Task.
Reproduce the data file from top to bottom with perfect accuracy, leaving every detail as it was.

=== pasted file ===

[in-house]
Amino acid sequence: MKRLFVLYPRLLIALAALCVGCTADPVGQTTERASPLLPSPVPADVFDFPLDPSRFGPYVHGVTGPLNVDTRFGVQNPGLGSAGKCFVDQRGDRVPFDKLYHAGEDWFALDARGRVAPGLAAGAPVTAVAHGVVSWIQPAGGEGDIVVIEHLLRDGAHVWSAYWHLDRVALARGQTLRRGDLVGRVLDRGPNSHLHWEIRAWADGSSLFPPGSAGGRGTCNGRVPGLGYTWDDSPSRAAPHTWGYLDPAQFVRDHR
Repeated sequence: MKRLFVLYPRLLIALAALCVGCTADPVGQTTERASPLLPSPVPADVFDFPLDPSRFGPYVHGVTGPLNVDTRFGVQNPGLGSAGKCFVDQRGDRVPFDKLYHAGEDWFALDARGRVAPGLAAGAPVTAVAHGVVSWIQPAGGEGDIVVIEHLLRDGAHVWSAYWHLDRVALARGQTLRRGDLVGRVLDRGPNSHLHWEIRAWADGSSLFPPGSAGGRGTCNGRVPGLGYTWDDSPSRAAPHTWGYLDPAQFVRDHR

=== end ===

[in-house]
Amino acid sequence: MKRLFVLYPRLLIALAALCVGCTADPVGQTTERASPLLPSPVPADVFDFPLDPSRFGPYVHGVTGPLNVDTRFGVQNPGLGSAGKCFVDQRGDRVPFDKLYHAGEDWFALDARGRVAPGLAAGAPVTAVAHGVVSWIQPAGGEGDIVVIEHLLRDGAHVWSAYWHLDRVALARGQTLRRGDLVGRVLDRGPNSHLHWEIRAWADGSSLFPPGSAGGRGTCNGRVPGLGYTWDDSPSRAAPHTWGYLDPAQFVRDHR
Repeated sequence: MKRLFVLYPRLLIALAALCVGCTADPVGQTTERASPLLPSPVPADVFDFPLDPSRFGPYVHGVTGPLNVDTRFGVQNPGLGSAGKCFVDQRGDRVPFDKLYHAGEDWFALDARGRVAPGLAAGAPVTAVAHGVVSWIQPAGGEGDIVVIEHLLRDGAHVWSAYWHLDRVALARGQTLRRGDLVGRVLDRGPNSHLHWEIRAWADGSSLFPPGSAGGRGTCNGRVPGLGYTWDDSPSRAAPHTWGYLDPAQFVRDHR